Fiscal pressures not unique to Scotland but plan needed

This article by our chair Professor Graeme Roy was published in The Herald newspaper on 13 March 2023.

Later this month at the Scottish Fiscal Commission, we’ll publish Scotland’s first fiscal sustainability report (FSR).

An FSR is designed to help policymakers identify key long-term pressures and opportunities facing the economy and the public finances. In turn, the aim is to help inform a debate, not just about policies a decade or more from now, but decisions that we need to take now to help prepare for the future.

FSRs are now commonplace in most countries. With greater fiscal devolution, particularly with new responsibilities over tax and social security, the time is now right for Scotland to follow suit.

We’ll be looking at Scotland’s population projections – both in terms of the number of people likely to be living in Scotland in the future and their age profile – and how this feeds through to spending commitments and the tax base. Other issues, from a more detailed look at health spending through to climate change, will be the subject of future reports.

It’s important to see such projections as illustrations of broad trends in our economy rather than precise estimates. What is important, for example, isn’t the specific price tag attached to future spending commitments but whether these commitments are likely to be greater or lesser than today (and if so, by what order of magnitude).

By looking at Scotland’s demographics we’ll be tracking how our ageing population might lead to increased demand on services we typically use as we get older, such as health and social care. At the same time, we’ll be looking at areas where demand may be less, such as in school education. We’ll also be looking at how our tax base may change too.

As an important context, we’ll be looking at fiscal sustainability under the current devolved settlement and fiscal framework.

That’s important for two key reasons. Firstly, it helps to frame current debates over devolved spending priorities and tax commitments. In particular, our report will have implications for planning in the NHS, social care and education provision. It will also highlight the importance of considering how commitments made today don’t just have cost implications in the short term, but can embed long-term financial commitments that may increase in the years ahead.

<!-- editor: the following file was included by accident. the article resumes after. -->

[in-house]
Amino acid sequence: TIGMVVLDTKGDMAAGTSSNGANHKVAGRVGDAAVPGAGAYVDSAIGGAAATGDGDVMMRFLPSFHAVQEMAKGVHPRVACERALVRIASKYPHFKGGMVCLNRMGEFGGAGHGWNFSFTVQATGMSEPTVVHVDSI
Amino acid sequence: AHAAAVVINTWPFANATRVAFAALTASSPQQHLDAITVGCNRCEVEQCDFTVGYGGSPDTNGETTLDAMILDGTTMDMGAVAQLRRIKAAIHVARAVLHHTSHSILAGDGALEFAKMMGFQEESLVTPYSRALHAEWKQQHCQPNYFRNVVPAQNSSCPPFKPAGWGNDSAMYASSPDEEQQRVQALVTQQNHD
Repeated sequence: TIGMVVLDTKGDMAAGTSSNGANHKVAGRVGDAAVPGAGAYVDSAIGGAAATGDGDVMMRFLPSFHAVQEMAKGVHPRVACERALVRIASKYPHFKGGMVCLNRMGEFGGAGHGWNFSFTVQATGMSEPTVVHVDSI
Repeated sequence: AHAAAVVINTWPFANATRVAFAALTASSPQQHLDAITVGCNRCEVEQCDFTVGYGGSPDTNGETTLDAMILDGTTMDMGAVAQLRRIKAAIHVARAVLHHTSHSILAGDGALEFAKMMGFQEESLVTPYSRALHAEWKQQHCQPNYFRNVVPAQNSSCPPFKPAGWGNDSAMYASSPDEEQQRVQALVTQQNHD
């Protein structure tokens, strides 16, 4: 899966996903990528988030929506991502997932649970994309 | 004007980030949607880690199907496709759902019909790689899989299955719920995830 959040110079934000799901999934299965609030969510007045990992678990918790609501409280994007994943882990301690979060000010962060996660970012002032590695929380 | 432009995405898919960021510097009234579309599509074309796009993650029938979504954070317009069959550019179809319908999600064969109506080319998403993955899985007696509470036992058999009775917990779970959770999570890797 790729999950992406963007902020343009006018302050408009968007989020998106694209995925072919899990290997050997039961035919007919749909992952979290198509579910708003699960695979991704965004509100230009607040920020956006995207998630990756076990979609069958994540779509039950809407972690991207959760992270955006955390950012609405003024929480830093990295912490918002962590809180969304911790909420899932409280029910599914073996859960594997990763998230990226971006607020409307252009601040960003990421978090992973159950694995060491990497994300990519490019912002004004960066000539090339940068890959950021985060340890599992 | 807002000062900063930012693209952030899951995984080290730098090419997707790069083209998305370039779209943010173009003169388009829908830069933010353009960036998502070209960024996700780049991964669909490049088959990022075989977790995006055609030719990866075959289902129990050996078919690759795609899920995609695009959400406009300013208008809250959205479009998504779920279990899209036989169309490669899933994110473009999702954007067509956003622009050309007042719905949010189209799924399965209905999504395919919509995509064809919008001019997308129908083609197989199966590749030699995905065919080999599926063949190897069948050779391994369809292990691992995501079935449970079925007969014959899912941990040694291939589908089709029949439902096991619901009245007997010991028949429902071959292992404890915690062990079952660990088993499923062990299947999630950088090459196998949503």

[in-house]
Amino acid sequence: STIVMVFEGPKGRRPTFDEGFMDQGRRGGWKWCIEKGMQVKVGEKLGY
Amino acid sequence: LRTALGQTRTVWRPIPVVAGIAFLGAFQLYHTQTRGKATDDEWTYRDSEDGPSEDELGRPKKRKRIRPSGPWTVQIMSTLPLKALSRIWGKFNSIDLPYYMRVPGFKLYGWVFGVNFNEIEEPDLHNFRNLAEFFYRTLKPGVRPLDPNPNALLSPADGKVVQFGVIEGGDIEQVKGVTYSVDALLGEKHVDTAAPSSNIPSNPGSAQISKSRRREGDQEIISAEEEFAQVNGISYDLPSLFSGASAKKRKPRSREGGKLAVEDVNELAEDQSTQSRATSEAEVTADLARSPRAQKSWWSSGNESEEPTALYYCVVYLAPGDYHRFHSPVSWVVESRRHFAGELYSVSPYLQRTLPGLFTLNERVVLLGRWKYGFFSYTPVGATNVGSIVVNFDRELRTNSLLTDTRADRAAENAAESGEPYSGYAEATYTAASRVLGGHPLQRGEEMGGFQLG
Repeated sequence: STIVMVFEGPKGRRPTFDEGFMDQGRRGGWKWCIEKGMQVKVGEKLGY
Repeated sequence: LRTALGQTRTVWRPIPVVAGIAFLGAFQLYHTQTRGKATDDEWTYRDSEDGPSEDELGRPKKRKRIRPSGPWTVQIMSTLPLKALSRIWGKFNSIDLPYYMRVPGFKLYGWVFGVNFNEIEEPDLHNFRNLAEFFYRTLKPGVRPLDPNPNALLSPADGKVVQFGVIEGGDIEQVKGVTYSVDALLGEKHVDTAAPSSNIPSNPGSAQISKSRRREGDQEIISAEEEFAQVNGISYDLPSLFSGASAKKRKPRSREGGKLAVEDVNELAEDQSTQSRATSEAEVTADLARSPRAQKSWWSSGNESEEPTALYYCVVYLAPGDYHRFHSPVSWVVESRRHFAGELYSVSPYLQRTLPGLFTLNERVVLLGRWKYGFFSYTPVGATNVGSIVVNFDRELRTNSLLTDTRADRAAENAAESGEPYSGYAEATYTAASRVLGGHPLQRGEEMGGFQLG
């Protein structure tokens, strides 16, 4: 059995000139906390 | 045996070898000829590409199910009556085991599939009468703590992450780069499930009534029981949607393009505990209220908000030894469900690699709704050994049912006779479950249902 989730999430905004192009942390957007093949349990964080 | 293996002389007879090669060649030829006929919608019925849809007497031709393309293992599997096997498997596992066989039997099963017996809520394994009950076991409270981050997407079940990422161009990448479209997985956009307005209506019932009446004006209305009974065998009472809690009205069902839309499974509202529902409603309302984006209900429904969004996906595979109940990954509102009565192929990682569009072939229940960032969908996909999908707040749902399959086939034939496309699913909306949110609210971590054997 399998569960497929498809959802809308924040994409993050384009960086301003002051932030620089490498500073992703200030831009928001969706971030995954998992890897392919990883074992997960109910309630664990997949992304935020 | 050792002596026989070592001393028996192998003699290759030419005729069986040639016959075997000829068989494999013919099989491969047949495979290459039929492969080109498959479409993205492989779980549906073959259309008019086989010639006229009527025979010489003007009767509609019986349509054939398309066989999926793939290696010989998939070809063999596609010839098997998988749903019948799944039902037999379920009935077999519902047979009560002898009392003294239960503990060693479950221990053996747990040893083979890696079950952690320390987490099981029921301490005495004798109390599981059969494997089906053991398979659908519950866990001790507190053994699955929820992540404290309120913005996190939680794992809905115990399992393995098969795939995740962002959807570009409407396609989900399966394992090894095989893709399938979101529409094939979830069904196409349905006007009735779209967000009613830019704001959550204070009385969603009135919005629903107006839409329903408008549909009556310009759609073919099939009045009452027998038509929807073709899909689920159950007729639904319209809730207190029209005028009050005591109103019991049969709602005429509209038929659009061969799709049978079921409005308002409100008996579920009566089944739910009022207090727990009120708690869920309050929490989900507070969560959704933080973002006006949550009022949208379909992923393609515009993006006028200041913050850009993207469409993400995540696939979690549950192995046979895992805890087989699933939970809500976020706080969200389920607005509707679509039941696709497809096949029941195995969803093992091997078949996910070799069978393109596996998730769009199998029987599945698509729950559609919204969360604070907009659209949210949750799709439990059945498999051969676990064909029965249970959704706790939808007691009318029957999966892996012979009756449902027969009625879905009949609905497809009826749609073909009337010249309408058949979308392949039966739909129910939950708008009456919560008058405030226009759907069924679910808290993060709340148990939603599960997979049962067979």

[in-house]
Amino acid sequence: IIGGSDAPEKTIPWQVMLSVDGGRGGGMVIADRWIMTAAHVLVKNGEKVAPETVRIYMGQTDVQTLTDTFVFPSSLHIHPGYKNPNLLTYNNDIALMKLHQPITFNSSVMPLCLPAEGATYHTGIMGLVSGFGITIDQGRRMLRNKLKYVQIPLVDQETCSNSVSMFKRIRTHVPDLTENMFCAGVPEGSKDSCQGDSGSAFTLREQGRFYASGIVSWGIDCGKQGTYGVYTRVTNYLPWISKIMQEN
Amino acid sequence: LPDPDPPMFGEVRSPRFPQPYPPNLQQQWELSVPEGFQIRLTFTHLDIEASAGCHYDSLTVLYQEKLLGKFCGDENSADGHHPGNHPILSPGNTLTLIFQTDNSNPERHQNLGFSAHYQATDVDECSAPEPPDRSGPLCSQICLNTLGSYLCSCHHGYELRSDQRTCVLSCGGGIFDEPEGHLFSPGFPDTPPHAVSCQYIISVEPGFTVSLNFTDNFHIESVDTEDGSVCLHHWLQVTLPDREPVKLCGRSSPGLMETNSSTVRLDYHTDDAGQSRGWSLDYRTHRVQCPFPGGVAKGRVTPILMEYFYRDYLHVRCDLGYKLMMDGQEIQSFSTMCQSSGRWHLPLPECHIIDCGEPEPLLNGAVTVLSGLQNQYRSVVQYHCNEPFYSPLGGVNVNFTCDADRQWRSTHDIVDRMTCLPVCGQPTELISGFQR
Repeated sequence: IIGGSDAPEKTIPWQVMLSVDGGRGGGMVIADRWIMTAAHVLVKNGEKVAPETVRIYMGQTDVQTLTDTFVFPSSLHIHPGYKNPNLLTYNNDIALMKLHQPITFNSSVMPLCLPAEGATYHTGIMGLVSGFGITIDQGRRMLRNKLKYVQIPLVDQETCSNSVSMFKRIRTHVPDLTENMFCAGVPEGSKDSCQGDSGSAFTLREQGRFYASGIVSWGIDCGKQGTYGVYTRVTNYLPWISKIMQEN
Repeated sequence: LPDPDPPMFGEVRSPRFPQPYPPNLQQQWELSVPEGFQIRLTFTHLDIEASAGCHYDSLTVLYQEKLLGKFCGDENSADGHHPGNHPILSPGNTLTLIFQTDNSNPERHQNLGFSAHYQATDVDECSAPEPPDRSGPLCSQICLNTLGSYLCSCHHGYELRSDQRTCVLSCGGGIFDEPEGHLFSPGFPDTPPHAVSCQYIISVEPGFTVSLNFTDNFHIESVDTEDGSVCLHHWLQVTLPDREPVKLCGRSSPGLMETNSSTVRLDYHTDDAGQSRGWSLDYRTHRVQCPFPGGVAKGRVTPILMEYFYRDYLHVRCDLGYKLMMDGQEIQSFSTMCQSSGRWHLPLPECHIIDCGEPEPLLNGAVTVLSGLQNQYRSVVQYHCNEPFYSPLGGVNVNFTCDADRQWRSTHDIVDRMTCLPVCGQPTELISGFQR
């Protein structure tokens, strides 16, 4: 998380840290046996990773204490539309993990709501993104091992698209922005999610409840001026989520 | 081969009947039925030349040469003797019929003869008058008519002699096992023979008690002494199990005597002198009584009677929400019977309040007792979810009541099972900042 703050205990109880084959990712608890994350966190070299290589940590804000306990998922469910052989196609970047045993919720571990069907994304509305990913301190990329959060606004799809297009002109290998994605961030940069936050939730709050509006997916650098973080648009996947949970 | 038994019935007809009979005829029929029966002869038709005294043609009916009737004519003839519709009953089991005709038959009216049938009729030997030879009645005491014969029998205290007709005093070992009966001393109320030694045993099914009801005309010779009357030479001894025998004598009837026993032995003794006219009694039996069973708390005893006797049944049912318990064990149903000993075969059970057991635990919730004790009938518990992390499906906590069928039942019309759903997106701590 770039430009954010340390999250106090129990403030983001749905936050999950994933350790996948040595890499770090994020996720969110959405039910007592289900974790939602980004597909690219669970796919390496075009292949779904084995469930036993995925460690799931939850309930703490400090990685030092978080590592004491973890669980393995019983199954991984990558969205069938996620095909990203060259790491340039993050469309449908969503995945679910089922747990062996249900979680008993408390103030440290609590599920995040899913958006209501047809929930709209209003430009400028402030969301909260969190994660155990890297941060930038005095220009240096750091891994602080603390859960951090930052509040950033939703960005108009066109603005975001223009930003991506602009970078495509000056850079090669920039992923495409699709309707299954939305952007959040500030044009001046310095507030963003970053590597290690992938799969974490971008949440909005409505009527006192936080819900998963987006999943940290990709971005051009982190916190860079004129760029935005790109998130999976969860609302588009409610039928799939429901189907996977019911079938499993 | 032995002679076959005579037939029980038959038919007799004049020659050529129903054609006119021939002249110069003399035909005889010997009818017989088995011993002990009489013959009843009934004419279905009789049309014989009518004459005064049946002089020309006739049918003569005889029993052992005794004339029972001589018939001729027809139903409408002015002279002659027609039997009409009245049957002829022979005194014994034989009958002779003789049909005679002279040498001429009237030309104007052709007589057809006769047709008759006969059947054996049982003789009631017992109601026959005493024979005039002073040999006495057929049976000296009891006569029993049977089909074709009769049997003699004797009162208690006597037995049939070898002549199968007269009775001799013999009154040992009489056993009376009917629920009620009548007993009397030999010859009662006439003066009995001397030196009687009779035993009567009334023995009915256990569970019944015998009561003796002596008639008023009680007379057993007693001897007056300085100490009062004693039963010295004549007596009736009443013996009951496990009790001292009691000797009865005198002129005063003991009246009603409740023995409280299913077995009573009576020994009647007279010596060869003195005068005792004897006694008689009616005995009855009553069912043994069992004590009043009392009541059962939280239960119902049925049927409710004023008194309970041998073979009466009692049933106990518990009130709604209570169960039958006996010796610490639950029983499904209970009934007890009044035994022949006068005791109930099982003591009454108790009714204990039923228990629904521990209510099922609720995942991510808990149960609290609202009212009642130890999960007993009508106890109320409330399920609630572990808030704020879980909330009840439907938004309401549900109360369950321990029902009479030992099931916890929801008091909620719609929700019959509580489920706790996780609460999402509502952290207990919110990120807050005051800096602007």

Secondly, Scotland’s current fiscal framework itself will shape how any pressures on spending and tax feed through to future Scottish Government budgets. This can get complex quite quickly. Different factors will impact the outlook for the block grant and the Scottish Government’s net tax position. But the overall outlook will be clear.

Our report will undoubtedly highlight some tough choices future Scottish administrations will face in maintaining the quality of public services that we all depend upon and value. But our report will also make clear that these pressures are not unique to Scotland. Indeed, one avenue through which we know pressures will emerge is the fact that the UK fiscal position is also challenging and future UK governments will have to make difficult choices over tax and spending. These will, in turn, have a knock-on effect to the Scottish budget.

By setting out our future fiscal challenges (and opportunities) we hope that this can support a wider conversation about the type of Scotland that we want to live in and the public services available for our children and grandchildren. Public service reform is undoubtedly an important element of that conversation. But the evidence from other countries is that reform can only be part of the solution. Ultimately, we’re going to require a frank conversation about what services to prioritise and how to pay for them. This will cover difficult debates about the role of the public sector and how much, who, and what we tax.

None of this will be easy. For some, there will be the temptation to put this in the “too difficult” box. But as we have seen in recent times, longstanding pressures in health, social care and education can quickly lead to poorer outcomes and significant day-to-day delivery challenges. Over 10 years on from the Christie Commission into public service reform, a debate – and plan – to manage Scotland’s long-term fiscal sustainability is urgently needed.